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Hi there: The other day I had a session with a number of younger athletes. And we were working on some plyometrics. But plyometrics are a funny thing. Because what we normally think of as a plyometric is a much narrower inclusion of all the movements we perform during the day which actually are plyometric.

Plyometrics are based on something called the stretch-shortening cycle. A muscle is first lengthened followed by a transition phase and finally by a muscle shortening phase. So walking in effect is a plyometric activity although the extent of lengthening and shortening are reduced and the transition phase in the middle is greatly increased.

What we more commonly recognize as plyos would be hurdle jumps or explosive push ups. And while for many the goal right out of the gate is to be as fast and get as high as possible there are a couple of other things to consider to get the most out of your plyometric training.

The first thing to consider is that you have proper joint alignment and angles. This is important for two reasons. For one it ensures that the force from ground impact is transferred and dissipated efficiently through the appropriate muscles and joints. As a result you help minimize the potential for injury. Another good reason for proper alignment is that you ensure that you get the best return on your effort. Take a look at the cartoon below.

In the cartoon the door doesn’t open if you push instead of pull the door open. And if it was a door that pushes in order to open we’d get the best result by pushing directly into the door and as far from the hinge as possible. If we push sideways or close to the hinge we don’t get the result of the door opening.

If we don’t align the body properly for a plyometric effort we will not get a very good response from our efforts. Worse we could end up hurting ourselves. For example on a jump we want our efforts to be directed straight down into the ground so that the resulting push back is vertical. If there is any type of deviation from a neutral position we see some of the energy being directed into the ground and some being directed into the joint. Consider the images below.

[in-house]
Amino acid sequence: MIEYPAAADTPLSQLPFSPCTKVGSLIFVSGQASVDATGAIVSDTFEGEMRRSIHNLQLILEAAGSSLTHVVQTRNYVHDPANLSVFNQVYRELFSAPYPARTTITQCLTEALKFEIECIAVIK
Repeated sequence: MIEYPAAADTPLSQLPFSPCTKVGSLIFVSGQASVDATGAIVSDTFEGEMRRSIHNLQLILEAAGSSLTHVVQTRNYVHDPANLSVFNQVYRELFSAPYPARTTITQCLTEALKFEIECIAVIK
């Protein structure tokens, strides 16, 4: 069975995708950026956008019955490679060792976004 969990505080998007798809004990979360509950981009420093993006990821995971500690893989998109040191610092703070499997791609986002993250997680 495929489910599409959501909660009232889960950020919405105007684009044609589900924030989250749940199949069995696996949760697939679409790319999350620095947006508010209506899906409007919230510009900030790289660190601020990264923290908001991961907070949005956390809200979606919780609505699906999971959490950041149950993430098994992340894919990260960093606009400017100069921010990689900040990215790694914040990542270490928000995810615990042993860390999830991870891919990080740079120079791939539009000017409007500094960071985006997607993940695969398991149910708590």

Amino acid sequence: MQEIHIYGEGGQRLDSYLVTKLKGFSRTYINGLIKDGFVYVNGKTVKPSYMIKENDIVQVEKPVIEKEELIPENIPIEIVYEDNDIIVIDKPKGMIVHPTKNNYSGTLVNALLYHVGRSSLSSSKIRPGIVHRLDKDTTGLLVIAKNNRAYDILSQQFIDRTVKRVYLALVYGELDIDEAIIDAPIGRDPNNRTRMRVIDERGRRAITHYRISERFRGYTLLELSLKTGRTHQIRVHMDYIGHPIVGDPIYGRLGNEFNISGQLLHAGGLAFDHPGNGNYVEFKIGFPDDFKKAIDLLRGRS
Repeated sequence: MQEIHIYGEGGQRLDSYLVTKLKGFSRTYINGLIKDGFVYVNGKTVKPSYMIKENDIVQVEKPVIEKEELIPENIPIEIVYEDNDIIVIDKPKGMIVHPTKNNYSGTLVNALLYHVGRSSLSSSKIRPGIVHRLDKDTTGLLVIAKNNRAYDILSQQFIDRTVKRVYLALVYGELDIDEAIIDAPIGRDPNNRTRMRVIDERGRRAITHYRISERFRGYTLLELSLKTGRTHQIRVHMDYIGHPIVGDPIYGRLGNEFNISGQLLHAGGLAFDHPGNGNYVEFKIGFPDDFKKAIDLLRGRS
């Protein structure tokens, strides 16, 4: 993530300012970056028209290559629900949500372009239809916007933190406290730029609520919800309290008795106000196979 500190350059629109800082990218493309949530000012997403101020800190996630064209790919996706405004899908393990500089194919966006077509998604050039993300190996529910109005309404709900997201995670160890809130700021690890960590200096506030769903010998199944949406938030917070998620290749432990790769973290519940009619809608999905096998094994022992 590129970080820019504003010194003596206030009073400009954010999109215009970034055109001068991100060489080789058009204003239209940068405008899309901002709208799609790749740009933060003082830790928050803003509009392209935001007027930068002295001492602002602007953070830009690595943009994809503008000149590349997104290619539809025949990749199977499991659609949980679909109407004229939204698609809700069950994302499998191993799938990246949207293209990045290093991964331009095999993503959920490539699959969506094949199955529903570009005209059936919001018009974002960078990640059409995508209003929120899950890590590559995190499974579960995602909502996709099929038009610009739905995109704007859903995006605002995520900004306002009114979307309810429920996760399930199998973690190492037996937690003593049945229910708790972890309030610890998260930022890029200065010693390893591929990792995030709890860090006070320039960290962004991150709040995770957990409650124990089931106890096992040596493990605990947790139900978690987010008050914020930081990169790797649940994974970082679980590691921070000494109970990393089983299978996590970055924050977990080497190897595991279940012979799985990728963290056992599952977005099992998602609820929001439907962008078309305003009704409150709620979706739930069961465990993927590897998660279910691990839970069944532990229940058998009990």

In the image on the left we see ground contact where the knees line up over the feet. The image on the right shows a situation where the knees moved inward.

Obviously in the scenario on the right we aren’t getting a very good propulsion up if this image demonstrates the take off. While some of the force the athlete is generating is vertical and into the ground, some of the force is also being directed laterally and is thus wasted energy if the goal is get up as quickly and as high as possible.

More importantly however is the  concern of if these images represent a landing. Very few athletes get hurt on take off from plyos. If they do suffer an injury from this type of training it is almost always upon landing.

And we can see why. With the image on the right some of the force of landing is reduced and dissipated muscularly. However as a result of the inward position of the knees some of the vertical force of the landing will be directed to the inside of the knees and thus put strain on the associated connective tissues such as the ACL and meniscus.

As you continue on with your plyometric training keep two things in mind. The first is to ensure you have neutral alignment through the lower extremities. And secondly make sure your focus and effort is on the landings. Make them as quiet and as controlled as possible.

Chris                                                                                                                                                                                                               onsidehockeytraining.com

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